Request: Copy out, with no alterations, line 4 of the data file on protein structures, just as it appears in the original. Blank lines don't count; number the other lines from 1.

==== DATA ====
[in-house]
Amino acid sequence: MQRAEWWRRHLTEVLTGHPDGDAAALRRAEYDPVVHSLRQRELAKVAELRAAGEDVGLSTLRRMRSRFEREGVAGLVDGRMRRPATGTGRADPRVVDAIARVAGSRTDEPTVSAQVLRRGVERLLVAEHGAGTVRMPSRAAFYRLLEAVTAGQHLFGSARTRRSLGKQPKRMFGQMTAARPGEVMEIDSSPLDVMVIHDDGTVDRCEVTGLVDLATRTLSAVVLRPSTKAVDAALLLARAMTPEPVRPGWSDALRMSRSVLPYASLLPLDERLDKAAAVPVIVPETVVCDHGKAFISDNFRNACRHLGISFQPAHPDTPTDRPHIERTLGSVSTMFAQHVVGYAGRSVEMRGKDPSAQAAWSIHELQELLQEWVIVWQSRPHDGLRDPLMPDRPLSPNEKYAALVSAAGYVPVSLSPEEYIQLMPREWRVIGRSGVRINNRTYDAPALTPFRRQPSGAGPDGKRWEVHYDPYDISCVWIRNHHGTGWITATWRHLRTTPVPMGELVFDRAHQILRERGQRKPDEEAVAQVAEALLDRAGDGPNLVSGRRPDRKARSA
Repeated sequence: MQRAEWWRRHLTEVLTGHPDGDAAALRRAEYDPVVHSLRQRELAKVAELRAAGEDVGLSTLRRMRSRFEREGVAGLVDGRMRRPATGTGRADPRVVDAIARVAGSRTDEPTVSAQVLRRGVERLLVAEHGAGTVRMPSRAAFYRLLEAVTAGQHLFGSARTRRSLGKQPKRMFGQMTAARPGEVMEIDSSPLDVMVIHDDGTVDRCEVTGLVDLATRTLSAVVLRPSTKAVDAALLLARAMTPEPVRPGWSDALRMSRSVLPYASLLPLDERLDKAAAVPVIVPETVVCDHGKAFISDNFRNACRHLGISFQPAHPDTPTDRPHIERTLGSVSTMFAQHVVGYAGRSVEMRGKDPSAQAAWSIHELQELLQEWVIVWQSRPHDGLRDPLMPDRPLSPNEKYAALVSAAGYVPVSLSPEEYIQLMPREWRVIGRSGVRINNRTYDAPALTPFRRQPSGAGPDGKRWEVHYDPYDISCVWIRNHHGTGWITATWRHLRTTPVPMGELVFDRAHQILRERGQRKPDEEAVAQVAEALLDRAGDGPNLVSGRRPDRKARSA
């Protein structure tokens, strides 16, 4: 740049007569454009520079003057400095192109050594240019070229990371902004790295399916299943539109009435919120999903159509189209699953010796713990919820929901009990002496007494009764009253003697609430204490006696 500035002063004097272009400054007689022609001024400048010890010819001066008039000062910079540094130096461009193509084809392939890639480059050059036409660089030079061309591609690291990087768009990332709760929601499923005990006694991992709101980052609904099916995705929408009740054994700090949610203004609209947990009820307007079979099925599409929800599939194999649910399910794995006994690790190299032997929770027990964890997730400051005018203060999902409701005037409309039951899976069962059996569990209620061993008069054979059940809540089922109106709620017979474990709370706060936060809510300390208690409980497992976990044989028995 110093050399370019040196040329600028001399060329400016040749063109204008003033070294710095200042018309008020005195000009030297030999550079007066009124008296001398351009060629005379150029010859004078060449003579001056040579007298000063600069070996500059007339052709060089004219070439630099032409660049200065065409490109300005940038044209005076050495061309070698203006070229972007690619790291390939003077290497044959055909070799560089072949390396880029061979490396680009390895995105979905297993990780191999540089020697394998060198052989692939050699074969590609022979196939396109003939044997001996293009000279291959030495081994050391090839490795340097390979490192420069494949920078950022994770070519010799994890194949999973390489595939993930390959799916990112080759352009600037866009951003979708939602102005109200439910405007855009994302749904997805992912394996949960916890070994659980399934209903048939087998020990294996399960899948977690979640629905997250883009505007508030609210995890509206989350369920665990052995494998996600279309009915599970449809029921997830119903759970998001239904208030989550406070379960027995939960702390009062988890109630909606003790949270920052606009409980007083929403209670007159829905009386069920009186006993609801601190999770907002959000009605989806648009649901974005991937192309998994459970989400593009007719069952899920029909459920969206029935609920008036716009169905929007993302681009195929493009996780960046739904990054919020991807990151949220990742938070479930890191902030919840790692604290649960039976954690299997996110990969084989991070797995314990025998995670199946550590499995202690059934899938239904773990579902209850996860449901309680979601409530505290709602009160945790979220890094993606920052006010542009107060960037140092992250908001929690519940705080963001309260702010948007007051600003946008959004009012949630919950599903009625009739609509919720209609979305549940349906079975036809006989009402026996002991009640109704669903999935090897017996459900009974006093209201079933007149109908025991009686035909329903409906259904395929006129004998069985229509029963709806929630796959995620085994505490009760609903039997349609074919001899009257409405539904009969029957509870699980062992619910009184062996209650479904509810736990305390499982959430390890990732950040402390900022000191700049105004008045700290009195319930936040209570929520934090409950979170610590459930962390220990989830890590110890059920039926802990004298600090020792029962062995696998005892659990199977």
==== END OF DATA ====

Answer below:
């Protein structure tokens, strides 16, 4: 740049007569454009520079003057400095192109050594240019070229990371902004790295399916299943539109009435919120999903159509189209699953010796713990919820929901009990002496007494009764009253003697609430204490006696 500035002063004097272009400054007689022609001024400048010890010819001066008039000062910079540094130096461009193509084809392939890639480059050059036409660089030079061309591609690291990087768009990332709760929601499923005990006694991992709101980052609904099916995705929408009740054994700090949610203004609209947990009820307007079979099925599409929800599939194999649910399910794995006994690790190299032997929770027990964890997730400051005018203060999902409701005037409309039951899976069962059996569990209620061993008069054979059940809540089922109106709620017979474990709370706060936060809510300390208690409980497992976990044989028995 110093050399370019040196040329600028001399060329400016040749063109204008003033070294710095200042018309008020005195000009030297030999550079007066009124008296001398351009060629005379150029010859004078060449003579001056040579007298000063600069070996500059007339052709060089004219070439630099032409660049200065065409490109300005940038044209005076050495061309070698203006070229972007690619790291390939003077290497044959055909070799560089072949390396880029061979490396680009390895995105979905297993990780191999540089020697394998060198052989692939050699074969590609022979196939396109003939044997001996293009000279291959030495081994050391090839490795340097390979490192420069494949920078950022994770070519010799994890194949999973390489595939993930390959799916990112080759352009600037866009951003979708939602102005109200439910405007855009994302749904997805992912394996949960916890070994659980399934209903048939087998020990294996399960899948977690979640629905997250883009505007508030609210995890509206989350369920665990052995494998996600279309009915599970449809029921997830119903759970998001239904208030989550406070379960027995939960702390009062988890109630909606003790949270920052606009409980007083929403209670007159829905009386069920009186006993609801601190999770907002959000009605989806648009649901974005991937192309998994459970989400593009007719069952899920029909459920969206029935609920008036716009169905929007993302681009195929493009996780960046739904990054919020991807990151949220990742938070479930890191902030919840790692604290649960039976954690299997996110990969084989991070797995314990025998995670199946550590499995202690059934899938239904773990579902209850996860449901309680979601409530505290709602009160945790979220890094993606920052006010542009107060960037140092992250908001929690519940705080963001309260702010948007007051600003946008959004009012949630919950599903009625009739609509919720209609979305549940349906079975036809006989009402026996002991009640109704669903999935090897017996459900009974006093209201079933007149109908025991009686035909329903409906259904395929006129004998069985229509029963709806929630796959995620085994505490009760609903039997349609074919001899009257409405539904009969029957509870699980062992619910009184062996209650479904509810736990305390499982959430390890990732950040402390900022000191700049105004008045700290009195319930936040209570929520934090409950979170610590459930962390220990989830890590110890059920039926802990004298600090020792029962062995696998005892659990199977």